4 minutes with… Sam A. Rushing, President of Advanced Cryogenics

Tell us about your company and it’s role in the Advanced Bioeconomy.

The company has supported the development and/or reevaluation of subjects for many or today’s CO2 plants from biofuels; with work supporting one of the first cellulosic ethanol ventures as well. The work covers subjects from technical, through market and industry intelligence; to applications, and expert witness work. Thus, I am all about CO2.

Tell us about your role and what you are focused on in the next 12 months.

My goals are to follow the most viable technologies, feedstock types, and projects which have the greatest chance for commercialization; as well as ongoing work covering a full menu of tasks and services from technical through market, and applications related work.

The CO2 industry is continuing to add and improve upon raw sources of the commodity from all areas of biofuels, from traditional corn based, through advanced biofuels.

CO2 is ever more important and in the limelight due to real or perceived daunting greenhouse gas (GHG) effects and regulations planned or in place to tame GHG. Beyond the environmental side of this equation, it is essential for the biofuels or allied chemical, energy, and environmental projects to recover CO2 and make as much money from the commodity as possible. The keys to this further challenge, of course is a function of market evaluations and applications development for carbon dioxide. Further, raw gas contracts should be reevaluated over time.

What do you feel are the most important milestones the industry must achieve in the next 5 years?  

It is critical for the advanced biofuels sector of the industry to commercialize the advanced technologies, scale up, and become more efficient in order to press ahead in the face of the oil sector, which will not continue low values for long. The key to the future for energy production certainly comes from biofuels related projects.

If you could snap your fingers and change one thing about the Advanced Bioeconomy, what would you change? 

I would reduce the reluctance of investors, also political disfavor and instability; as well as a strong return of independent developers, such as those who evaluated, planned, and developed so many corn based projects in North America before the recession. The future needs those who are willing to move forward.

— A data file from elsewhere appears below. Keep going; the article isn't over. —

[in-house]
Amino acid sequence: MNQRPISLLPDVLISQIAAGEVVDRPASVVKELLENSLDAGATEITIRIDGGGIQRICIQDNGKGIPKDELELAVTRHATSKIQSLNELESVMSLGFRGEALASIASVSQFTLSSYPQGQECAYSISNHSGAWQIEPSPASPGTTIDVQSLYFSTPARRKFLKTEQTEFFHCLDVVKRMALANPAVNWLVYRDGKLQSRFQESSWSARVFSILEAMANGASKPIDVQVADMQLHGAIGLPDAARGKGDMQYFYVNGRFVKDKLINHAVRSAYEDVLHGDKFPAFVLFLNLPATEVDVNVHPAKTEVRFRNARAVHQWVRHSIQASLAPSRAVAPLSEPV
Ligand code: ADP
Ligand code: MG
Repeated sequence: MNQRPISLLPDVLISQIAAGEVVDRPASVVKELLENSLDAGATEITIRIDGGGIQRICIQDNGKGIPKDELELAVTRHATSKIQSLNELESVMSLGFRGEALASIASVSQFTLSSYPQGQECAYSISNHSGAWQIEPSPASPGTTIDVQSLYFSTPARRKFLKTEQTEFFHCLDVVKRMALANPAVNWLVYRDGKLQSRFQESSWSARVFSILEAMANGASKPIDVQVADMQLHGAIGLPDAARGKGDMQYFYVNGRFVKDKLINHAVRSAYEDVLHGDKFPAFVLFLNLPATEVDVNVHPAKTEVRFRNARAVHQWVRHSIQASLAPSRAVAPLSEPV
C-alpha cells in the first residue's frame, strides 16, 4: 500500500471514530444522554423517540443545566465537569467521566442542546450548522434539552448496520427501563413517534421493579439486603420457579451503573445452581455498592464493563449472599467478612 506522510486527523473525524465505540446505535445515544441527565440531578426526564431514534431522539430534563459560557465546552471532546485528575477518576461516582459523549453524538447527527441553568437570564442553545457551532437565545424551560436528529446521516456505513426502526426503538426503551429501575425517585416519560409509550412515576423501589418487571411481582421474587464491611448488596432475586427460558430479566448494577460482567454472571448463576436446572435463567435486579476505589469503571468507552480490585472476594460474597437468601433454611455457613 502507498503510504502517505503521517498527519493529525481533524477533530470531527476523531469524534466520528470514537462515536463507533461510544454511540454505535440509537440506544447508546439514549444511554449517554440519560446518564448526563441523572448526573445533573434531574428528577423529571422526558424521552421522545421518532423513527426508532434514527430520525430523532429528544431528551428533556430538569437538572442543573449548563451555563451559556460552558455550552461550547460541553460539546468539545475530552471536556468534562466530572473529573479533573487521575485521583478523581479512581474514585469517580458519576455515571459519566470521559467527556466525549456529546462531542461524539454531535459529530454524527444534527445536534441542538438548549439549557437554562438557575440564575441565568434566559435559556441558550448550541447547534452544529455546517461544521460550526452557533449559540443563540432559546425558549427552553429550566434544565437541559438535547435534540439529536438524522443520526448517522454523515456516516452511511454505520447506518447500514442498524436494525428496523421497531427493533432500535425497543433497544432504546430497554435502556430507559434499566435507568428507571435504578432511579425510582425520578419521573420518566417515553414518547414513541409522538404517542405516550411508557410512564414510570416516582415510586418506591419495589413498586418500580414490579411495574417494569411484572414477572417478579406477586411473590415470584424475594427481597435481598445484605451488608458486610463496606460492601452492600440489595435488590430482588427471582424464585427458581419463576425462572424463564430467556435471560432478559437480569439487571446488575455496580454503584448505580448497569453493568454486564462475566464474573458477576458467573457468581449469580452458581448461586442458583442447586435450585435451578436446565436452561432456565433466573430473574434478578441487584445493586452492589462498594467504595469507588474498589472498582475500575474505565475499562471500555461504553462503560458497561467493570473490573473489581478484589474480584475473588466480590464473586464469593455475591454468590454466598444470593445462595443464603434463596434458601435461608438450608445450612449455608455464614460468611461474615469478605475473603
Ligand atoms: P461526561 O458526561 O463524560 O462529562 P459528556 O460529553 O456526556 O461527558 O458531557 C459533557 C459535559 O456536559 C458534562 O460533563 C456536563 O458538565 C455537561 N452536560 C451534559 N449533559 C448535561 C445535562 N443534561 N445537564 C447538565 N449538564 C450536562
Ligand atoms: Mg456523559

Of all the reasons that influenced you to join the Advanced Bioeconomy industry, what single reason stands out for you as still being compelling and important to you?  

What is important and compelling is the fact that future biofuels projects will be a good part of the future for energy production; where renewables are the future, not long term petroleum consumption and depletion.

Where are you from? 

I grew up in Santa Fe, NM; a small town, capital city of New Mexico.

What was your undergraduate major in college, and where did you attend? Why did you choose that school and that pathway?

I majored in chemistry, where I always had interest in sciences; this was the University of New Mexico.

Who do you consider your mentors – could be personal, business, or just people you have read about and admire. What have you learned from them?

Mentors, generally were those successful individuals within the industry, specifically in the corporate days. Some of these guys were smart and innovative.

I also considered my dad to be a mentor; and perhaps on a national stage, Carl Sagan.

What’s the biggest lesson you ever learned during a period of adversity?  

I have learned in adversity, creativity can be launched. Some of this would be relevant in my corporate days with Amerigas, CO2 Division; as well as the recession starting in 2008. I also know that during times of adversity and downturns, things always cycle back to a positive phase, given we do not give up.

What hobbies do you pursue, away from your work in the industry?  

I am an avid bicyclist, with more miles on my road bikes than my cars and motorcycles. Further, interests include photography, and adopting dogs and pets in need of a home.

What are 3 books you’d want to have with you, if you were stranded on a desert island

I would probably think in terms of good magazines I currently read, which include The New Yorker, Harpers, and The Christian Monitor.

What books or articles are on your reading list right now, or you just completed and really enjoyed?  

Articles from a wide variety of publications, including the above mentioned magazines; as pleasure reading. Then for business, the WSJ is a good business tool. Then, allied publications in the biofuels industry; as well as publications or data on hydrocarbon and chemical based sources for CO2.

What’s your favorite city or place to visit, for a holiday?  

Many such places come to mind, including Nairobi on business; then for pleasure perhaps a number of European destinations, including Florence.

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